On Tuesday, at a rare joint session of Congress for a foreign leader, members of Congress will clap hands raw for Benjamin Netanyahu, the prime minister of Israel—a nation many members of Congress are incapable of speaking simple truths about.
The upshot of the professional wrestling “fight” between Obama and Netanyahu the last several days is that they both want the Israeli-Palestinian conflict to be decided by “negotiations between the parties.” These “negotiations” are between a nuclear armed Goliath Israel and largely defenseless Palestinians. It’s like “negotiations” between the Corleone family and a bandleader—except we’re not even supposed to notice the Corleone family comes to the table with huge guns drawn.
Sunday at AIPAC Obama spoke of the “existential fear of Israelis when a modern dictator seeks nuclear weapons and threatens to wipe Israel off the face of the map—face of the Earth.” He spoke of “our commitment to our shared security in our determination to prevent Iran from acquiring nuclear weapons.” Obama said to applause from the attendees at the pro-Israel group: “So let me be absolutely clear—we remain committed to preventing Iran from acquiring nuclear weapons. … Its illicit nuclear program is just one challenge that Iran poses.” Of course, Netanyahu is ever more vociferous in his accusations regarding Iran’s alleged nuclear weapons program.
But at his first news conference at the White House in February 2009, Obama was asked by Helen Thomas if he knew of any country in the Middle East that has nuclear weapons. Obama replied that he didn’t want to “speculate.”
It’s simply not a credible position to have.
Obama is accusing Iran of having an “illicit nuclear program” (which seems to exaggerate the National Intelligence Estimate findings) while refusing to acknowledge the Israeli nuclear weapons arsenal. Mordechai Vanunu definitively exposed Israel’s nuclear weapons program in 1986 and was tossed into prison for 18 years, most of it in solitary confinement, for doing so. The Federation of American Scientists estimates that Israel has between 70 and 400 nuclear weapons. These weapons pose a real—not a potential or an imagined—threat to millions upon millions of people in and beyond the region. So do nuclear weapons held by other countries, but at least they are acknowledged.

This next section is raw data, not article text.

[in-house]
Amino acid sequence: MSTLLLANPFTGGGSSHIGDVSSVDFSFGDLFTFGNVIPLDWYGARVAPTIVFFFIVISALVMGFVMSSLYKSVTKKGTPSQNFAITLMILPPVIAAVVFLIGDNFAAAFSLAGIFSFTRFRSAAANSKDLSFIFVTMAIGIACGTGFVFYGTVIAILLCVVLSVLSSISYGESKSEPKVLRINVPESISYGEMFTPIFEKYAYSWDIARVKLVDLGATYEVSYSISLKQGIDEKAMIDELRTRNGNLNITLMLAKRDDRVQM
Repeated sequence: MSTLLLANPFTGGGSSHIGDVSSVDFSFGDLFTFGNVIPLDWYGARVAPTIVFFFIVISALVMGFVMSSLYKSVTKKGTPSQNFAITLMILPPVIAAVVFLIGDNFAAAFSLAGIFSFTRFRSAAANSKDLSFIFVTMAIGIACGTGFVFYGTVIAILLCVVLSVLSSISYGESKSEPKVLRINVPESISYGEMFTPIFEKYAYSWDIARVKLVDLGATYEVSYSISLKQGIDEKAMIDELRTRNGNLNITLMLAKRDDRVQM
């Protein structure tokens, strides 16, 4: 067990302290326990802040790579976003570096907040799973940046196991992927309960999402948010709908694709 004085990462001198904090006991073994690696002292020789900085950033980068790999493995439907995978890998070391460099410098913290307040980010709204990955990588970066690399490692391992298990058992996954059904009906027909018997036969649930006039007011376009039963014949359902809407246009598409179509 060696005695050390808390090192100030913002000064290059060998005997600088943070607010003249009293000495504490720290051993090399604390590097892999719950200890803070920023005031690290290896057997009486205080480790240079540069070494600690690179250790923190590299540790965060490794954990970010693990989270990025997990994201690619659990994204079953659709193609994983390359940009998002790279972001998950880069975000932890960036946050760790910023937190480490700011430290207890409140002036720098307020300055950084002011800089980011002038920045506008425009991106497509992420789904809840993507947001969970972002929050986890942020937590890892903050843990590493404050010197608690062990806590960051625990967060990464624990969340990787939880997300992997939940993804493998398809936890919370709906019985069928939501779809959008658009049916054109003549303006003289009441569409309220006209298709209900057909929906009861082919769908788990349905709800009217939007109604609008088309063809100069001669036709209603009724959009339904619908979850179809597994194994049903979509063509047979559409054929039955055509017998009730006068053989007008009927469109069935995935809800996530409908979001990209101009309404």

But the U.S. and Israeli governments have maintained a stance of “deliberate nuclear ambiguity” since Richard Nixon and Golda Meir made a deal on the matter and stopped nuclear inspections in Israel in 1970.
The U.S. government’s stance is particularly absurd given that the main pretext for invading Iraq was false claims about that country’s alleged possession of WMDs.
As part of Washington Stakeout, where I ask tough questions of politicians as they leave the Sunday morning chat shows, I’ve asked a host of politicians about Israel’s nuclear arsenal. Though they’ve varied somewhat in their answers, none has actually been straightforward.
John Negroponte, who when I questioned him was director of national intelligence, outright refused to engage on the issue: “I don’t want to get into a discussion about Israel’s nuclear powers.” While they were in office, Cheney and Rice wouldn’t stop for Stakeout questions at all.
Sen. John Cornyn (R-Texas) told me that “there is no comparison between Israel and Iran, and those who would draw a comparison ignore the fact that Israel is our ally,” virtually defining what hypocrisy is. Similarly, I asked John Edwards, “Doesn’t Israel have nuclear weapons?” and he responded by voicing his concern about “Iran having a nuclear weapon” and the proliferation that would allegedly cause: “odds are high that if Iran goes nuclear that the Saudis will go nuclear, the Egyptians will go nuclear, the Jordanians may go nuclear”—all without acknowledging that Israel has nuclear weapons.
Which raises a central question: If Iran is going nuclear, why would that be? One possible answer is because Israel has nuclear weapons. Contrary to conventional wisdom, that seems to have been the case with Iraq. Imad Khadduri, who worked on the Iraq nuclear weapons program beginning in 1981—after Israel bombed an Iraqi nuclear reactor— told me that the Israeli attack actually drove him and others to work on a weapons program: “I worked on the pre-1981 nuclear program and I was certain it would not be used for military purposes. But after the 1981 bombing, we were so angry that we were ready to work on a military program.” (Before the 2003 invasion of Iraq, Khadduri argued that, contrary to what the Bush administration was claiming, the Iraqi nuclear weapons program had been dismantled.)
Another reason that regimes might get weapons of mass destruction is self-preservation. That is certainly a lesson one could draw looking at Iraq and Libya over the last 10 years: Both disarmed and both were attacked. Viewing U.S. policy in that light, it would seem rather suicidal for the Iranian government to not develop nuclear weapons. Of course, we don’t know that they are, but if anything, militarized U.S. policy seems to be pushing them in that direction.